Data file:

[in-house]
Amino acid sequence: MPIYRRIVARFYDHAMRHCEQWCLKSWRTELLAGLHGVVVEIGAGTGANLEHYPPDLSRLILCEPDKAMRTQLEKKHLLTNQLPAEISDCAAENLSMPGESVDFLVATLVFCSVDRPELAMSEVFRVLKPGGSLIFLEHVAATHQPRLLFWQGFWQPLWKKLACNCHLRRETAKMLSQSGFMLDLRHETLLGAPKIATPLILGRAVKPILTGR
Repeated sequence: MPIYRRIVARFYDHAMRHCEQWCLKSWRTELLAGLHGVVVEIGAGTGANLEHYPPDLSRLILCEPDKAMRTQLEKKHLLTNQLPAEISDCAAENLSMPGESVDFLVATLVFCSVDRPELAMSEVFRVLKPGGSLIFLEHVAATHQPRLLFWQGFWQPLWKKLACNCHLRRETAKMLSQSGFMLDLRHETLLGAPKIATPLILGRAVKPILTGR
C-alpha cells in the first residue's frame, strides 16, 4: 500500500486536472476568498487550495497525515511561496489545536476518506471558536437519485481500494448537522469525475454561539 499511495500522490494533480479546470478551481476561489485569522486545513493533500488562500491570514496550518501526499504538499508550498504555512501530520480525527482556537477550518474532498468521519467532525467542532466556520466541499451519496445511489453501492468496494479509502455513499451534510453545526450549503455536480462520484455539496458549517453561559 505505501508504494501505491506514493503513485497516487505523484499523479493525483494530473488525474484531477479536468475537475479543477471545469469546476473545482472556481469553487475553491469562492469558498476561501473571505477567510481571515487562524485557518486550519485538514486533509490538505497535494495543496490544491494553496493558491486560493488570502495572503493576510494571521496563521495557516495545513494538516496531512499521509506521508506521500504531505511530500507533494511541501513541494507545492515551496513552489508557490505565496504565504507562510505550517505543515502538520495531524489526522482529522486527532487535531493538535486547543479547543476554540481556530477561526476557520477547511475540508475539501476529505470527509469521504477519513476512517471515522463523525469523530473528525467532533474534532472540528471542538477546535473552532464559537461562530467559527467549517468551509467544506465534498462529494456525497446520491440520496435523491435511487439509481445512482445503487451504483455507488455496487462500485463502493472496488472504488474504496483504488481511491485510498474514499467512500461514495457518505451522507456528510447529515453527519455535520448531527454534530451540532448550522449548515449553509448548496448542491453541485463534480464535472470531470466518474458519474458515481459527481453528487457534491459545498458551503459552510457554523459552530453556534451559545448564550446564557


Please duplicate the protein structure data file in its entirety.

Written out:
[in-house]
Amino acid sequence: MPIYRRIVARFYDHAMRHCEQWCLKSWRTELLAGLHGVVVEIGAGTGANLEHYPPDLSRLILCEPDKAMRTQLEKKHLLTNQLPAEISDCAAENLSMPGESVDFLVATLVFCSVDRPELAMSEVFRVLKPGGSLIFLEHVAATHQPRLLFWQGFWQPLWKKLACNCHLRRETAKMLSQSGFMLDLRHETLLGAPKIATPLILGRAVKPILTGR
Repeated sequence: MPIYRRIVARFYDHAMRHCEQWCLKSWRTELLAGLHGVVVEIGAGTGANLEHYPPDLSRLILCEPDKAMRTQLEKKHLLTNQLPAEISDCAAENLSMPGESVDFLVATLVFCSVDRPELAMSEVFRVLKPGGSLIFLEHVAATHQPRLLFWQGFWQPLWKKLACNCHLRRETAKMLSQSGFMLDLRHETLLGAPKIATPLILGRAVKPILTGR
C-alpha cells in the first residue's frame, strides 16, 4: 500500500486536472476568498487550495497525515511561496489545536476518506471558536437519485481500494448537522469525475454561539 499511495500522490494533480479546470478551481476561489485569522486545513493533500488562500491570514496550518501526499504538499508550498504555512501530520480525527482556537477550518474532498468521519467532525467542532466556520466541499451519496445511489453501492468496494479509502455513499451534510453545526450549503455536480462520484455539496458549517453561559 505505501508504494501505491506514493503513485497516487505523484499523479493525483494530473488525474484531477479536468475537475479543477471545469469546476473545482472556481469553487475553491469562492469558498476561501473571505477567510481571515487562524485557518486550519485538514486533509490538505497535494495543496490544491494553496493558491486560493488570502495572503493576510494571521496563521495557516495545513494538516496531512499521509506521508506521500504531505511530500507533494511541501513541494507545492515551496513552489508557490505565496504565504507562510505550517505543515502538520495531524489526522482529522486527532487535531493538535486547543479547543476554540481556530477561526476557520477547511475540508475539501476529505470527509469521504477519513476512517471515522463523525469523530473528525467532533474534532472540528471542538477546535473552532464559537461562530467559527467549517468551509467544506465534498462529494456525497446520491440520496435523491435511487439509481445512482445503487451504483455507488455496487462500485463502493472496488472504488474504496483504488481511491485510498474514499467512500461514495457518505451522507456528510447529515453527519455535520448531527454534530451540532448550522449548515449553509448548496448542491453541485463534480464535472470531470466518474458519474458515481459527481453528487457534491459545498458551503459552510457554523459552530453556534451559545448564550446564557